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Friday, October 21, 2005

Toubab Krewe & Sound Tribe Sector Nine

One of the highlights of my college career was working with the Common Ground African Drum & Dance group. Sure they were a collection of suburban white kids from a liberal arts college (emphasis on the liberal) playing the music that they had been exposed to during "school" trips to the motherland, but they pulled it off. Between the late 90s and early 00s they were a fixture on the world music scene within and beyond the South East.

I'm not a drummer or a dancer, but what I brought to the group was lighting. I guess it was only two shows, but for those two I was honored to design, build, and control the lighting while the Common Ground frenzied hundreds of hairy armpited girls and smelly bearded boys. I was only a small part of the experience, but for me it was really special.

Common Ground has provided the roots of Toubab Krewe (which has a pretty rad website). What started as a percussion and dance ensemble (including obvious trips to Guinea, Mali, & Senegal), became realized with the addition of guitar, bass, and exposure to Wassoulou music. Their sound represents a "fusion" between traditional Malian songs, West African drumming arrangements, and contemporary jam elements. I see it as the most accessible version of the sounds that come from the are in and beyond the Ivory Coast.

Since their official first show as a five piece in Cabot, VT last summer, the Krewe have had a nearly non-stop touring schedule. Their summer has included three nights of the Bonnaroo Festival, the North East Kingdom Music Festival, a 500 person cd release party at Asheville's The Orange Peel, and now an opening slot for Sound Tribe Sector Nine (STS9).

I had the pleasure of taking in the Krewe last night at The Higher Ground. It's always a kick to hear the people around me attempt to understand what is the 21-stringed instrument with the gourd base (kora) or the 6-stringed harp (kamelengoni). But this show was so much more then crazy instruments. The Krewe brought a strong focused performance that fed off the energy of the crowd. I attend very few shows that create a positive energy that is so utterly infectious. Last night the Krewe mastered it and left many hoodied kids with large sincere grins.

Then came the main act. STS9 have been bringing their live hopdub-influenced, breakbeat-infused psychedelic music with a heavy emphasis on group improvisation to the masses since the late 90s. They have been a fixture on the touring scene and continue to sell-out venues all around the globe (as was the case during the past two evenings in S. Burlington). Now I don't usually listen to the work of jam band groups such as STS9 and their peers the Disco Biscuits, Lake Trout, and the New Deal, but my wife went to high school with a couple of the members and was good friends with their amazing drummer, Zack Velmer. Zack used to play parties in her basement (I thought those type of parties only happened in movies; guess things are different in suburban Georgia), so the least I could do is see them when they've come to my neck of the woods.

If Toubab created the mood, then Sound Tribe lifted it and brought it into unknown regions. I'm rarely one to speak in terms of "vibe" and "energy" (Sound Tribe's all sorts of into crystals, etc), but that was what was happening. The music ebbed and flowed. The bands control of releasing tension was evident with the cheers and jubilation of the crowd (which was aided by a fantastic light show including blinding white lights on the masses during peak moments). While I noticed similarities with a Mogwai show I had caughtin New York 5 years ago, the smiles, head bobs and blissed faces at this show proved the happiness contagious (while the Mogwai show left me asleep in the fetal position in the basement of Irving Plaza).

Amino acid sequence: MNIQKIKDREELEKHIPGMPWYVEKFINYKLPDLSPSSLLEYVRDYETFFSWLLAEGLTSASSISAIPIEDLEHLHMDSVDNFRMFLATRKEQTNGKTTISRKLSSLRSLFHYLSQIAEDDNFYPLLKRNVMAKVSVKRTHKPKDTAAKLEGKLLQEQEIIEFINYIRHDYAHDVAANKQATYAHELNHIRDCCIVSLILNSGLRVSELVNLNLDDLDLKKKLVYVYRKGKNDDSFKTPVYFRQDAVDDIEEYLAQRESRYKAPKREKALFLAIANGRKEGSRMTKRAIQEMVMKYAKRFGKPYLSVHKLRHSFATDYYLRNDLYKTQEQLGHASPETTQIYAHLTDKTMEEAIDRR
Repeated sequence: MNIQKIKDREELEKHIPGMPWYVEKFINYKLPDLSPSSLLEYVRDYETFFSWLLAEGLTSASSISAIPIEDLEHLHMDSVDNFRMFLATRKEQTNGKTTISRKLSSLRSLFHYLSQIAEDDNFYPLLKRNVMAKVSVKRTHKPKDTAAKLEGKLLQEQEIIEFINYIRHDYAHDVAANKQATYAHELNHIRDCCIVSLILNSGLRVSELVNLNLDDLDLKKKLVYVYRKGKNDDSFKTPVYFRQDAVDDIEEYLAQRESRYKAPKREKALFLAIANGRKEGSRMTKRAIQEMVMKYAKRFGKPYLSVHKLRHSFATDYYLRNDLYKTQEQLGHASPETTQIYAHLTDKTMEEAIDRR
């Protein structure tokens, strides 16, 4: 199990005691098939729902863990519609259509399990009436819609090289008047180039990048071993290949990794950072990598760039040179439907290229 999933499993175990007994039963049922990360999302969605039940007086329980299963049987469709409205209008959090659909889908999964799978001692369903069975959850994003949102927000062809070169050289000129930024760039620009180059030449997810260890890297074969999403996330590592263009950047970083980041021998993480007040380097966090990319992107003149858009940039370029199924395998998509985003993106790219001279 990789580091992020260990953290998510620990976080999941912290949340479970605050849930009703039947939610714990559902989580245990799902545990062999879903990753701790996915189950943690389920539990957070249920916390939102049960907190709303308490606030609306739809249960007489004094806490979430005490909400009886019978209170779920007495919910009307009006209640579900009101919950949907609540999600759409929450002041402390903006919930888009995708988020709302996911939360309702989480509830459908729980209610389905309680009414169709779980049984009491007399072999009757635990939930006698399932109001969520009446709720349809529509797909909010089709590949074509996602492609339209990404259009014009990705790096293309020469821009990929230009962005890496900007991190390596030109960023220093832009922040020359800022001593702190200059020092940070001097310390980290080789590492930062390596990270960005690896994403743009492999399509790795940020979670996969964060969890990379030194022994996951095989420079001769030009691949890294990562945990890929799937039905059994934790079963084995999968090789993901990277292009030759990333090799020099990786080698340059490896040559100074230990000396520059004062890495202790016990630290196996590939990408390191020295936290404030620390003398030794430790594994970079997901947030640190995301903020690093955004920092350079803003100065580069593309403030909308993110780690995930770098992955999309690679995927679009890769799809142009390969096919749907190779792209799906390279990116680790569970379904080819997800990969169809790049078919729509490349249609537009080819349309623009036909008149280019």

By default I can't help but see what STS9 is doing is tending to the jam band flame. When I think about the obvious jam lineage, it becomes evident that each group reflected the ideals and resultant limits of its fan base. The Grateful Dead sheparded the first wave with its roots music base and a sense of naivete. Phish melded sounds of a more conscious, but still wandering, populace and was influenced not only by its jam/rock/Americana forefathers, but also pop music and the spirit awakened by the likes of The Talking Heads. Sound Tribe Sector 9 appears to take what's deep and primal, but fuses it with today's technologically aware audience, while all-the-while staying focused on the positive. This has resulted in a connection with the Volvo driving suburban children who have lived through scandal and heartship, but are longing for something more.

Sound Tribe Sector 9 - Live at the Tabernacle, Atlanta, GA - 12.31.04


  • At 12:00 PM, Anonymous Anonymous said…

    Zach is a great drummer he always looks like he is going nuts over there to the right of the stage. The others guys are pretty chill periodically mashing keys on thier laptops. It is interesting to see a "jamband" that is so heavy into technology with hard hitting baselines have the white/rasta/suburban hippies following them. It is also intersting to see the reaction of traditional jamband heads following a band with such a laid back stage show.

  • At 8:33 PM, Blogger Bo said…

    Nice write up. I'm with you. I kept thinking of the atmosphere created by both bands last night. Funk, smiles, grooves and lots of dancing. I was whipped after dancing to Toubab Krewe, yet STS9 made me move for hours. Nice getting to talk to you and know you Joshua. Last night filled my sails!!!


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